If you had a friend visiting you, what are some of the local spots you’d want to take them around to?
This is exactly what my Three-Headed Sugar Monster project is all about! Back in 2019, I designed a year long project with my two daughters. We would travel to our favorite locally owned businesses in DFW and order a sweet treat. We would then take the time to observe and draw the snack before we dug in. I took the drawings back home and translated them into reduction relief prints. We did this every month during 2019, and we ended up with 36 little prints. Every month was a different location! And I recommend a visit to any of these on the list! January: Emporium Pies February: MELT March: Chelles Macarons April: Val’s Cheesecakes May: Fattoush Mediterranean Kitchen June: Press Waffle Co. July: Picole Pops August: StirCrazy Baked Goods September: Oddfellows October: Dude, Sweet Chocolate November: Urban Sugar (Sadly closed during the pandemic) December: Whisk Crepes These prints were shown in a small exhibition at the University of Dallas this past September. Since the show has gone up, I have had more business suggestions and I have discovered some great local black-owned businesses I want to support as well. Currently we are doing an Addendum- we have ordered from new favorite places and have been drawing. So far I also recommend Dough Boy Donuts and Loft22 Cakes!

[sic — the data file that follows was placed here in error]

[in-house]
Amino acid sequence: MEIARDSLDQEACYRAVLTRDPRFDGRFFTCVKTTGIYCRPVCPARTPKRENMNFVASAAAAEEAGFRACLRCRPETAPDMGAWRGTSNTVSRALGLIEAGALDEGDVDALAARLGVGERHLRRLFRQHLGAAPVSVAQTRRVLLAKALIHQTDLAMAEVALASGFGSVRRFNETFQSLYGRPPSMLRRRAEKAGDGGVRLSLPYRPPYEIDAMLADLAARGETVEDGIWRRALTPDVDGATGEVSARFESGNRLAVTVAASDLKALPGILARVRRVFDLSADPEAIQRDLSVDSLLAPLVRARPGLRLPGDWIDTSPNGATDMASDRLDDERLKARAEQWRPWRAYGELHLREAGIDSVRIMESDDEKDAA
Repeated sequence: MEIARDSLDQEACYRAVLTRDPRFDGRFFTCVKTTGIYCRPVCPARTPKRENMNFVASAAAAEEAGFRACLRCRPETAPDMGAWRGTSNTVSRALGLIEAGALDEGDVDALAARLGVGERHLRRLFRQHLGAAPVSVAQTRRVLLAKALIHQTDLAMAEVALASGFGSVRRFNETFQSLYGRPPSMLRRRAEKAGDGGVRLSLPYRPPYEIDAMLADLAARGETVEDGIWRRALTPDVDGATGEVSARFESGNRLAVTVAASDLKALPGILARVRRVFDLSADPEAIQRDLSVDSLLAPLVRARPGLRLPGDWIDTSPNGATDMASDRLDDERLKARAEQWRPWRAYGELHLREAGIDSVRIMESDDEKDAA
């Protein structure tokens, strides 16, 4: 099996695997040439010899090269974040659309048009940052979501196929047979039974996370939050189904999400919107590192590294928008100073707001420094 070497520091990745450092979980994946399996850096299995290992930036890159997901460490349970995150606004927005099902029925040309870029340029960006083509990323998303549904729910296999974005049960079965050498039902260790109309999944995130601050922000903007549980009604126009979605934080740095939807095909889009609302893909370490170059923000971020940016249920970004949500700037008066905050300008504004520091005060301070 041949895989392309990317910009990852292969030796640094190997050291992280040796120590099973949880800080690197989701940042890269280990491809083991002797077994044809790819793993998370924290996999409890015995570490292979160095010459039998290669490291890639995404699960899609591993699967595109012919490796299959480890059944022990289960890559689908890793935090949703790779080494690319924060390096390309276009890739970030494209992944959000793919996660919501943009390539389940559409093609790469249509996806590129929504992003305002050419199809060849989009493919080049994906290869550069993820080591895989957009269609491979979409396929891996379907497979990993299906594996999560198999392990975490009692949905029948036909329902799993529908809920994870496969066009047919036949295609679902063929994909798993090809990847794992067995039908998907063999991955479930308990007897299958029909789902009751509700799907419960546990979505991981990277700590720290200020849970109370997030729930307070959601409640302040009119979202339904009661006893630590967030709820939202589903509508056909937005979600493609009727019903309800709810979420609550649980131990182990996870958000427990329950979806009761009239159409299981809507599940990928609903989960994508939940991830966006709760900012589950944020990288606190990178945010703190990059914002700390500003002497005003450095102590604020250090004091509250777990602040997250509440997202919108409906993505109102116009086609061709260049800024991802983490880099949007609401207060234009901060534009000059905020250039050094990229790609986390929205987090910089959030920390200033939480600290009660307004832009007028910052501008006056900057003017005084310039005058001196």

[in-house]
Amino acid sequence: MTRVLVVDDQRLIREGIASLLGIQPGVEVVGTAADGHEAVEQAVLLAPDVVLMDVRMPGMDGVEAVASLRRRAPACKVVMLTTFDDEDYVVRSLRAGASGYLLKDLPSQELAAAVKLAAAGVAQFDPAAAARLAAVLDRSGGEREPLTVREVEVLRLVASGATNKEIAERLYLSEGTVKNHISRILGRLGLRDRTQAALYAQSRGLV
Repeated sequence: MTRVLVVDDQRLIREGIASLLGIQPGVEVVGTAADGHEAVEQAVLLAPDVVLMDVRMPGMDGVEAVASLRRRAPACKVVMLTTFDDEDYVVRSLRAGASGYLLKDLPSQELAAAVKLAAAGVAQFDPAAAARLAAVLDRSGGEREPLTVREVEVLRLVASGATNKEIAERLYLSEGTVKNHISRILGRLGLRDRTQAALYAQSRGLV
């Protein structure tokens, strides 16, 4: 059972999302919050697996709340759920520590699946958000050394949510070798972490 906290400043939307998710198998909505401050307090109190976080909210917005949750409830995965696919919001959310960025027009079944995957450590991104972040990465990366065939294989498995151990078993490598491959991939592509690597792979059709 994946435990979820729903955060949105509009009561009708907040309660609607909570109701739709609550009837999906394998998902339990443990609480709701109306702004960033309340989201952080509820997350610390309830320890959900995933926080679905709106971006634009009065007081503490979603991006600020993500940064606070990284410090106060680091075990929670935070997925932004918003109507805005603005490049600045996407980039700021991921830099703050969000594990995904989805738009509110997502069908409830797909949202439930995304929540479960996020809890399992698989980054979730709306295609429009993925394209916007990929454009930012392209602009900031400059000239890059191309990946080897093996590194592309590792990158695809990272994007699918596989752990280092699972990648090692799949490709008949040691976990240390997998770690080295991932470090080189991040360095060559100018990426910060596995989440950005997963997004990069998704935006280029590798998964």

The Shoutout series is all about recognizing that our success and where we are in life is at least somewhat thanks to the efforts, support, mentorship, love and encouragement of others. So is there someone that you want to dedicate your shoutout to?
So many. The owners of the businesses that became a part of the Three-Headed Sugar Monster project have been so supportive of myself and my daughters, particularly through social media. Artist friends that have kept in touch during this time, from around the world- we have found ways to encourage and motivate each other, to share work and ideas and keep conversations going. Fellow teachers from the schools where I work and fellow instructors from Skypole Fitness- we have all found ways to bond and continue to offer motivation and understanding during the pandemic. Same with the students!! And of course my family. We haven’t completely driven each other crazy yet, and we’ve been able to have some great discussions about art, about history, about society, and about loving people.
Feature photo – photographer Gretchen Googe Teaching in Crete photo – photographer Kate Stone Rest of the photos- myself